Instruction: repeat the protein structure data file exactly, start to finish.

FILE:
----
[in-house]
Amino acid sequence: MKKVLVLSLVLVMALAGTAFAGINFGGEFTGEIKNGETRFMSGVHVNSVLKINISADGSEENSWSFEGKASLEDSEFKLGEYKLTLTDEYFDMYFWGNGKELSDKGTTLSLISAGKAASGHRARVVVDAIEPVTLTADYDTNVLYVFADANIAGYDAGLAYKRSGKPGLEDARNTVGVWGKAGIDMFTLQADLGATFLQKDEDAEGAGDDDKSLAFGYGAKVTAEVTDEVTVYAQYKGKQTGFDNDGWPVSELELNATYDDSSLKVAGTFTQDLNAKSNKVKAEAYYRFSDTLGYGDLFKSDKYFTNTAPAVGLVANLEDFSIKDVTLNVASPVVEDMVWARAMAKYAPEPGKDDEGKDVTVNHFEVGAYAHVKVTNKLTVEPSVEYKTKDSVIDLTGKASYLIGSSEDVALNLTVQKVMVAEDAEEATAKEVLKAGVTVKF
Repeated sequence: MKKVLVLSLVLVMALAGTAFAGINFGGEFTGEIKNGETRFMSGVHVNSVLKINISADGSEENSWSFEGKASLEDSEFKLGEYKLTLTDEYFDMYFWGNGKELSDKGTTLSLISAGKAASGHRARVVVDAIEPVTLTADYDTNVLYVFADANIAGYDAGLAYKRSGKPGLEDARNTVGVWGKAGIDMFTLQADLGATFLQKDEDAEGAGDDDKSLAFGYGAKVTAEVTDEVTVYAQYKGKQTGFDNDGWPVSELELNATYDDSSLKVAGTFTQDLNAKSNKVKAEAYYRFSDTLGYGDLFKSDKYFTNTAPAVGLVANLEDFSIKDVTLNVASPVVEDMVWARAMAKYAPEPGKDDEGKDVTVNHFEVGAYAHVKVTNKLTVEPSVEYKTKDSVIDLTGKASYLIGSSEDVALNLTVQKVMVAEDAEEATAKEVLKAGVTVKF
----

[in-house]
Amino acid sequence: MKKVLVLSLVLVMALAGTAFAGINFGGEFTGEIKNGETRFMSGVHVNSVLKINISADGSEENSWSFEGKASLEDSEFKLGEYKLTLTDEYFDMYFWGNGKELSDKGTTLSLISAGKAASGHRARVVVDAIEPVTLTADYDTNVLYVFADANIAGYDAGLAYKRSGKPGLEDARNTVGVWGKAGIDMFTLQADLGATFLQKDEDAEGAGDDDKSLAFGYGAKVTAEVTDEVTVYAQYKGKQTGFDNDGWPVSELELNATYDDSSLKVAGTFTQDLNAKSNKVKAEAYYRFSDTLGYGDLFKSDKYFTNTAPAVGLVANLEDFSIKDVTLNVASPVVEDMVWARAMAKYAPEPGKDDEGKDVTVNHFEVGAYAHVKVTNKLTVEPSVEYKTKDSVIDLTGKASYLIGSSEDVALNLTVQKVMVAEDAEEATAKEVLKAGVTVKF
Repeated sequence: MKKVLVLSLVLVMALAGTAFAGINFGGEFTGEIKNGETRFMSGVHVNSVLKINISADGSEENSWSFEGKASLEDSEFKLGEYKLTLTDEYFDMYFWGNGKELSDKGTTLSLISAGKAASGHRARVVVDAIEPVTLTADYDTNVLYVFADANIAGYDAGLAYKRSGKPGLEDARNTVGVWGKAGIDMFTLQADLGATFLQKDEDAEGAGDDDKSLAFGYGAKVTAEVTDEVTVYAQYKGKQTGFDNDGWPVSELELNATYDDSSLKVAGTFTQDLNAKSNKVKAEAYYRFSDTLGYGDLFKSDKYFTNTAPAVGLVANLEDFSIKDVTLNVASPVVEDMVWARAMAKYAPEPGKDDEGKDVTVNHFEVGAYAHVKVTNKLTVEPSVEYKTKDSVIDLTGKASYLIGSSEDVALNLTVQKVMVAEDAEEATAKEVLKAGVTVKF